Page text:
ADMISSIONS: Rosenbach stayed at the EPA for six years. Then, “I wanted to do something new, and I wanted to do something on a smaller scale.” In 2006 there wasn’t much of a search engine geared toward sustainability jobs, but Bates was advertising for a sustainability coordinator. “I was like, yes!” She and her partner both had a long-term goal of moving to Maine – Rosenbach’s had developed during a brief visit. “I stopped here for a weekend and I thought ‘Man, this is a fantastic place. I am going to live here someday.'” Bates allowed her a lot of leeway on the job, which included work educating students and staff. “I was more focused on building capacity and the support and understanding of sustainability.” She covered the bases, from dining hall waste to coordinating green cleaning efforts with custodians. That big, wide-open job approach isn’t that different in South Portland, “except I get to start over with 10 more years of knowledge.”
MEASURING THE MOOD: How does a sustainability coordinator who used to work at the EPA cope with a new presidential administration with an agenda that appears to be diametrically opposed to environmental protections (while campaigning, Donald Trump said of the EPA, “We’re going to get rid of it in almost every form.”)? “I’ll just say this: My partner is a stay-at-home mom and primarily she is home all day with the kids, and she is in despair about so many things. But we get to do so many great things on a local level that I am not losing hope. But man, the federal level.”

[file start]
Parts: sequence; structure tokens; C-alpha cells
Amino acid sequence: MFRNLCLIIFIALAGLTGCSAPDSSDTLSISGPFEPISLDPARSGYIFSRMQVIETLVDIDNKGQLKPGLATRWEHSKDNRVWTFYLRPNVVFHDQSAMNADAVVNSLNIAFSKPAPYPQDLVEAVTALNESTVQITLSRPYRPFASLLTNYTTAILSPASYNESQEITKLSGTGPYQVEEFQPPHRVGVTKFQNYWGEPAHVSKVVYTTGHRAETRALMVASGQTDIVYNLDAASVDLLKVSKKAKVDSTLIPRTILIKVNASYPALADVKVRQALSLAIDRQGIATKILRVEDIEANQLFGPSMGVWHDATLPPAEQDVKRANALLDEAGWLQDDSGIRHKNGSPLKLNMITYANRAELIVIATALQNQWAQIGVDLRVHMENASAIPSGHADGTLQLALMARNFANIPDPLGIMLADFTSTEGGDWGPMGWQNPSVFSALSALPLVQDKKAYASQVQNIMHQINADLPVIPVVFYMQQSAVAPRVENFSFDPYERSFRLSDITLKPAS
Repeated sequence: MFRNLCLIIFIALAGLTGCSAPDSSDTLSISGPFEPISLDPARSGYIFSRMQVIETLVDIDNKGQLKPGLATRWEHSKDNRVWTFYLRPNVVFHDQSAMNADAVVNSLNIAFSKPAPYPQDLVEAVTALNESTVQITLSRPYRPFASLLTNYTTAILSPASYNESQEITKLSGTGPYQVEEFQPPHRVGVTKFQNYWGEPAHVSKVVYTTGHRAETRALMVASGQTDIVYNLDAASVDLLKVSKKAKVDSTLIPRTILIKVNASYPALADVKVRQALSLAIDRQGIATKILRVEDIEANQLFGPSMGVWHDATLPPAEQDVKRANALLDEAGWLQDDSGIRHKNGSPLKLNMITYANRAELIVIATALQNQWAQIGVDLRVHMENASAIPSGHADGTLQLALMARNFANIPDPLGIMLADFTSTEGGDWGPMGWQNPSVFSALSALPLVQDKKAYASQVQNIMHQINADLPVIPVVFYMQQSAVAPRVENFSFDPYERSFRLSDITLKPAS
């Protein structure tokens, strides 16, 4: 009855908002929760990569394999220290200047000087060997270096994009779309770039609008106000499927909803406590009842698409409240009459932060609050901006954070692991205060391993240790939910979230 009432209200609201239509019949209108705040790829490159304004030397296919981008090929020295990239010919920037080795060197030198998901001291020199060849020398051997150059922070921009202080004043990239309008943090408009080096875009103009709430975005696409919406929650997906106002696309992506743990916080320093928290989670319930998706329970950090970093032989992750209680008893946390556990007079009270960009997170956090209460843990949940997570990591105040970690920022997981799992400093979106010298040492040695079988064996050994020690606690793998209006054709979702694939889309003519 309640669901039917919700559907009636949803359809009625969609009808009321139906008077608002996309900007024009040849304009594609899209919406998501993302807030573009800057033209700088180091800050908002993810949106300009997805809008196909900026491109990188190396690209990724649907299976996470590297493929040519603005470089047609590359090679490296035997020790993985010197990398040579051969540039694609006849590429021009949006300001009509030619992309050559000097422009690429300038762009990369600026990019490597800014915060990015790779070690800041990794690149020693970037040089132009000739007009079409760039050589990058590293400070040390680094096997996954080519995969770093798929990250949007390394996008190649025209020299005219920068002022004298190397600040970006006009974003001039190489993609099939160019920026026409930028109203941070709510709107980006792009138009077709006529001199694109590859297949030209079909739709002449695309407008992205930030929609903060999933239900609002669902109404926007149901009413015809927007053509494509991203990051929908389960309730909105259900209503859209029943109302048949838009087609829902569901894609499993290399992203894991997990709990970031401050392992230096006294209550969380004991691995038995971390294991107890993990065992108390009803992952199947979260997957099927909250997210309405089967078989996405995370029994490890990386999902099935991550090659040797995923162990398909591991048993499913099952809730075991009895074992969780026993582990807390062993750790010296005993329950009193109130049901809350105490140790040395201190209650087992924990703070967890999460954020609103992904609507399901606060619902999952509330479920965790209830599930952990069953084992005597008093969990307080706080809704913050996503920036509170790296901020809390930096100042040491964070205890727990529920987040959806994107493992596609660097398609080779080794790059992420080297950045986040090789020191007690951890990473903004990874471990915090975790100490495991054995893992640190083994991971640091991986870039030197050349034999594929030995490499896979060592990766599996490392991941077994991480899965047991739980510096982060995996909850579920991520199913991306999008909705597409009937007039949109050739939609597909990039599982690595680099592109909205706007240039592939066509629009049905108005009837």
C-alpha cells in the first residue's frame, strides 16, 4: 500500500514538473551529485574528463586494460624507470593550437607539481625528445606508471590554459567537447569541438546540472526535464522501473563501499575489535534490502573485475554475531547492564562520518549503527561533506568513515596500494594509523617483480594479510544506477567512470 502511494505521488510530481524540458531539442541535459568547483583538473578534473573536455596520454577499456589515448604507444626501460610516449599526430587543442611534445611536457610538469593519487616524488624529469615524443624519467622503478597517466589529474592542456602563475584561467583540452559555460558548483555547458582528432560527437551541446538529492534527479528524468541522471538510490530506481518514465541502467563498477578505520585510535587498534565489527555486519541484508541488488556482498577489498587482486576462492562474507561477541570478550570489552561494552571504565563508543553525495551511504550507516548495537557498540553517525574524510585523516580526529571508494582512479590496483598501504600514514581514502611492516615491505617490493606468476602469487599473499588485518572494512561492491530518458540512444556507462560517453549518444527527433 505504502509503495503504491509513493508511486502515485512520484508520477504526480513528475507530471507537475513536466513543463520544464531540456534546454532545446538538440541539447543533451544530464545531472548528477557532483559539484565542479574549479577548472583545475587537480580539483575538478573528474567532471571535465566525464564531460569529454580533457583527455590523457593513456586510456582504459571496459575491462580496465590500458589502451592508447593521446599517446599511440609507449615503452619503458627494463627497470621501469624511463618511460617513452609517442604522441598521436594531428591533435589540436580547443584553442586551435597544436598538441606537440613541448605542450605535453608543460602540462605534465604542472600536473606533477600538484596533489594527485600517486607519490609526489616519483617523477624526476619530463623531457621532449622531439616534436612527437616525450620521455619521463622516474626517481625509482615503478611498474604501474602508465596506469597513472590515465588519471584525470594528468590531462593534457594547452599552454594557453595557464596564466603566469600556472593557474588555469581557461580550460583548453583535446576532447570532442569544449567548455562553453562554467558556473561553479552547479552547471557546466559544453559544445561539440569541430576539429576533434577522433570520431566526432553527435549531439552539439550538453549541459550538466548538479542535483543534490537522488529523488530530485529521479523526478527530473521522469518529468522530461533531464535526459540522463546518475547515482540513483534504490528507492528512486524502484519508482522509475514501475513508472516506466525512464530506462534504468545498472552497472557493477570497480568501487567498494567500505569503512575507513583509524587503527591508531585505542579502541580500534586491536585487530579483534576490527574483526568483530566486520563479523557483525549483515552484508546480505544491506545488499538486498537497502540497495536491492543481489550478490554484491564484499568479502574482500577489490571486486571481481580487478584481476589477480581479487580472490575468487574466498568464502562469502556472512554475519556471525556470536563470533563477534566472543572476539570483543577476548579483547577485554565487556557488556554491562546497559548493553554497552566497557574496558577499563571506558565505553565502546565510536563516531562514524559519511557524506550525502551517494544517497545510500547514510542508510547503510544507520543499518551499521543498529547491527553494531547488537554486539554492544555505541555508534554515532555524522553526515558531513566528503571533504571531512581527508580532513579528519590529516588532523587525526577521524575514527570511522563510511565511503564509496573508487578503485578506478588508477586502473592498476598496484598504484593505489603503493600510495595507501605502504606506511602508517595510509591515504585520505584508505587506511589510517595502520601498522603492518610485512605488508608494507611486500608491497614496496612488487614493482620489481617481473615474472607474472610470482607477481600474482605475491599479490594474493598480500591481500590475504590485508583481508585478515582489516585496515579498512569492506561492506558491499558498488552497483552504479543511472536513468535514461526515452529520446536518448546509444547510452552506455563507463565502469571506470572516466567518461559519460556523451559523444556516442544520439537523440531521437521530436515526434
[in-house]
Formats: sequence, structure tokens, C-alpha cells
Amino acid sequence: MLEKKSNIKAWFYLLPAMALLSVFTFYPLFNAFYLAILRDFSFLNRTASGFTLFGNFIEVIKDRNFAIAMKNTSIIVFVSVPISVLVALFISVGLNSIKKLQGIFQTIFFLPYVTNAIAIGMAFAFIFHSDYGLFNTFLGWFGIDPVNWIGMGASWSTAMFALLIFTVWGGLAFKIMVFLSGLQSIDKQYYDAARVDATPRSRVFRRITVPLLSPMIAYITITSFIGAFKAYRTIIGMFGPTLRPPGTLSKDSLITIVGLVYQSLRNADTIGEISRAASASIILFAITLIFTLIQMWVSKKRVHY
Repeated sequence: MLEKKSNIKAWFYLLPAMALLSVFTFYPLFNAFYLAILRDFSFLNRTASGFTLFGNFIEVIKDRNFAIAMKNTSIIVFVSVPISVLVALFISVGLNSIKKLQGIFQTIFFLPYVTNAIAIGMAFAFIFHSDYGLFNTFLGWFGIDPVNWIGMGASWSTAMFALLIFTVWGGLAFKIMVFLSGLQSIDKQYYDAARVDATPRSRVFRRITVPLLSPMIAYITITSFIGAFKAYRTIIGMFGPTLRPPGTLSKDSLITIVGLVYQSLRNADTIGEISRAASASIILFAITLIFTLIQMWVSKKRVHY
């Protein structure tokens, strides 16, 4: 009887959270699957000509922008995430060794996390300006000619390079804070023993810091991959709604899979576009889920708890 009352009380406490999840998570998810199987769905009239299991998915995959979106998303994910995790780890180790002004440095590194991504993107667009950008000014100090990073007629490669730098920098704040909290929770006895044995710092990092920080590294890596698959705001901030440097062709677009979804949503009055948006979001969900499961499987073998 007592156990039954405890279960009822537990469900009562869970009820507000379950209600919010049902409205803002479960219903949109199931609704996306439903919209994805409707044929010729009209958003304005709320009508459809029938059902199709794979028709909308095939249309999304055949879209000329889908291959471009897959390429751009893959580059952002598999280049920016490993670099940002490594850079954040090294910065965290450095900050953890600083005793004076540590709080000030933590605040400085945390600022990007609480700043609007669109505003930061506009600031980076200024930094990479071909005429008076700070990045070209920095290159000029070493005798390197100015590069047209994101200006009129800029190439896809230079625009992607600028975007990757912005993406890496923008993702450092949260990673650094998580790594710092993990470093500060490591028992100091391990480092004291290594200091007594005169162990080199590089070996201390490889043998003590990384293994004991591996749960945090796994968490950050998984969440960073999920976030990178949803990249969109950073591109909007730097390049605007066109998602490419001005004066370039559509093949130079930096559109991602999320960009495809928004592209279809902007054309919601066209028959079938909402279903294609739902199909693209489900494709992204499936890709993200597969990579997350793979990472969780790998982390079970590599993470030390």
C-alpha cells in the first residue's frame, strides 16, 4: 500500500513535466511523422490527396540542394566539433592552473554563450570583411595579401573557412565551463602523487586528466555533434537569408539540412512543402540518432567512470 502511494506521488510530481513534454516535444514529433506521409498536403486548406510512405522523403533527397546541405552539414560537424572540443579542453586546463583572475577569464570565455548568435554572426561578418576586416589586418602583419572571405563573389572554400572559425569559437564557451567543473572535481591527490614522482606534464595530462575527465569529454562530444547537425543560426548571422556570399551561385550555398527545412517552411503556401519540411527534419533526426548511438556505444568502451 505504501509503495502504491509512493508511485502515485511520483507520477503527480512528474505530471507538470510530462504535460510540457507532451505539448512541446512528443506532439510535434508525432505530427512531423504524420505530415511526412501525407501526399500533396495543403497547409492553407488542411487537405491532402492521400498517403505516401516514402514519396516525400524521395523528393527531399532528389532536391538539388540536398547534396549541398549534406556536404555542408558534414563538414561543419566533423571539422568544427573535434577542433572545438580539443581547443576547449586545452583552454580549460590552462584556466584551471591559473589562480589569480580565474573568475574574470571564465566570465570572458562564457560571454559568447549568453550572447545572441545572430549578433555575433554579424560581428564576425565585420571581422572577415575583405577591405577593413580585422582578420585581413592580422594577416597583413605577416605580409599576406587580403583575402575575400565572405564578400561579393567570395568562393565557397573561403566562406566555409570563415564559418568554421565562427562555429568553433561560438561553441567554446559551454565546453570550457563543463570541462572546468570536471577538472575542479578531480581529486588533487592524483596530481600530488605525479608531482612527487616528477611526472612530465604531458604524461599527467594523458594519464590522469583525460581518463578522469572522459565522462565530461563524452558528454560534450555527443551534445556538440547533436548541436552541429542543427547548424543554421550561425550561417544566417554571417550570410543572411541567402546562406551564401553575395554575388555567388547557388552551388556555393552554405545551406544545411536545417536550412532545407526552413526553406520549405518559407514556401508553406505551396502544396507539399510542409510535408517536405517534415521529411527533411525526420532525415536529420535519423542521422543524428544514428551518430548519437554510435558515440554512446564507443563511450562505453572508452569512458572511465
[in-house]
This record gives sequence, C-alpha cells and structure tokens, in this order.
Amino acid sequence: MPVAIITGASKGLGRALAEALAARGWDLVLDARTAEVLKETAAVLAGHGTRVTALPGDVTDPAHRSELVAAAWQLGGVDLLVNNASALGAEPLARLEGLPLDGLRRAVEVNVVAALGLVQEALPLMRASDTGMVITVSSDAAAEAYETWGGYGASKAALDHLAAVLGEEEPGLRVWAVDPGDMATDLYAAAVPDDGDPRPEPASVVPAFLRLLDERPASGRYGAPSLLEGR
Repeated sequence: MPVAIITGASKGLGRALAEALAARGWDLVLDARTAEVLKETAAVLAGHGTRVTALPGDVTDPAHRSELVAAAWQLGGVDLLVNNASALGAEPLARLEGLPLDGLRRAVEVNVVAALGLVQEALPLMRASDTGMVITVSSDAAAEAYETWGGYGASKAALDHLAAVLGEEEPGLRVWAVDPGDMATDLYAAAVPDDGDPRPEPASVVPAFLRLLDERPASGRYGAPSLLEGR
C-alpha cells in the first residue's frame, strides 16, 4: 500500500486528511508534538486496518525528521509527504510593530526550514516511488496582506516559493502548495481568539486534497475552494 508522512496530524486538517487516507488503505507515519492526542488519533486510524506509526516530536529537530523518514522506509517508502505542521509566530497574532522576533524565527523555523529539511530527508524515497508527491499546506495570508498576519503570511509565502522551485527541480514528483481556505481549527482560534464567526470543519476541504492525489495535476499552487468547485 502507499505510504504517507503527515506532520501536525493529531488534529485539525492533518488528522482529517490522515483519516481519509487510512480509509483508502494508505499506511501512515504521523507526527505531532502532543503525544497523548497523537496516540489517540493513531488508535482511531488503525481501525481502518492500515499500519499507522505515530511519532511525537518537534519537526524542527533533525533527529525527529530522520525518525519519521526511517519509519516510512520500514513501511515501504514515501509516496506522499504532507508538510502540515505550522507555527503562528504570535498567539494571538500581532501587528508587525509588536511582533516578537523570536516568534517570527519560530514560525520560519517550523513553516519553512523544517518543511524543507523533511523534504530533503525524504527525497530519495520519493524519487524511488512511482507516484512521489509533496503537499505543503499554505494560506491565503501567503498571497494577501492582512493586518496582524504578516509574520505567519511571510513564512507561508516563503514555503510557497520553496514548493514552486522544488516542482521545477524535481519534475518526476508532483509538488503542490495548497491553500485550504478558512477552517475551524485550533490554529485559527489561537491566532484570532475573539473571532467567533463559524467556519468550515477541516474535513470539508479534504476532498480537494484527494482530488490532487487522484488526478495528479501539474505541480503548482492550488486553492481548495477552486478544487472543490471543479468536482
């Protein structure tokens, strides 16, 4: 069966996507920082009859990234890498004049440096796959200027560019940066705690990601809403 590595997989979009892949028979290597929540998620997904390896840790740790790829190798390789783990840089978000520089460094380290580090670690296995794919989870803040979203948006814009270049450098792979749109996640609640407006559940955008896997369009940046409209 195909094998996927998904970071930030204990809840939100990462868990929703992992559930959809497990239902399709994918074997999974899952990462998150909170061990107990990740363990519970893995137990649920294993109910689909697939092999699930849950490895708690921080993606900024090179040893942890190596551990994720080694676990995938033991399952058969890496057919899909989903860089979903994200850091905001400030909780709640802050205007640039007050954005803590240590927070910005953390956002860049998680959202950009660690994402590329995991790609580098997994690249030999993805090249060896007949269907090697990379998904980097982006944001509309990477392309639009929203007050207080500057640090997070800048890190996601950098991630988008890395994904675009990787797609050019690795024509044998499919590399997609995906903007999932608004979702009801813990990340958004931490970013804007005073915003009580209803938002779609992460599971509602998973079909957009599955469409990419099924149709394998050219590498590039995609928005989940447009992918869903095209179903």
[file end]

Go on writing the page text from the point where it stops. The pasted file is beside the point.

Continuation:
WHAT HELPS: “I feel driven by a sense of purpose, that this community is really doing something, and I get to be a part of it.” Like riding along on a trash truck – which will allow her to a) impress her daughters, who are 5 and 6 (she and her partner also have a 1-year-old son) and b) experience firsthand how pick-up works as she develops a pilot project for a curbside composting program for the city, which would require a third bin. “I would like to see if we could make it work.” In a couple of weeks she’ll be visiting second-graders in all the South Portland schools to talk about sustainability. She also worked on the ordinance to reduce pesticide use in South Portland. “And some days I am delivering recycling boxes to offices.” And that is fun, too.
Mary Pols can be contacted at 791-6456 or at: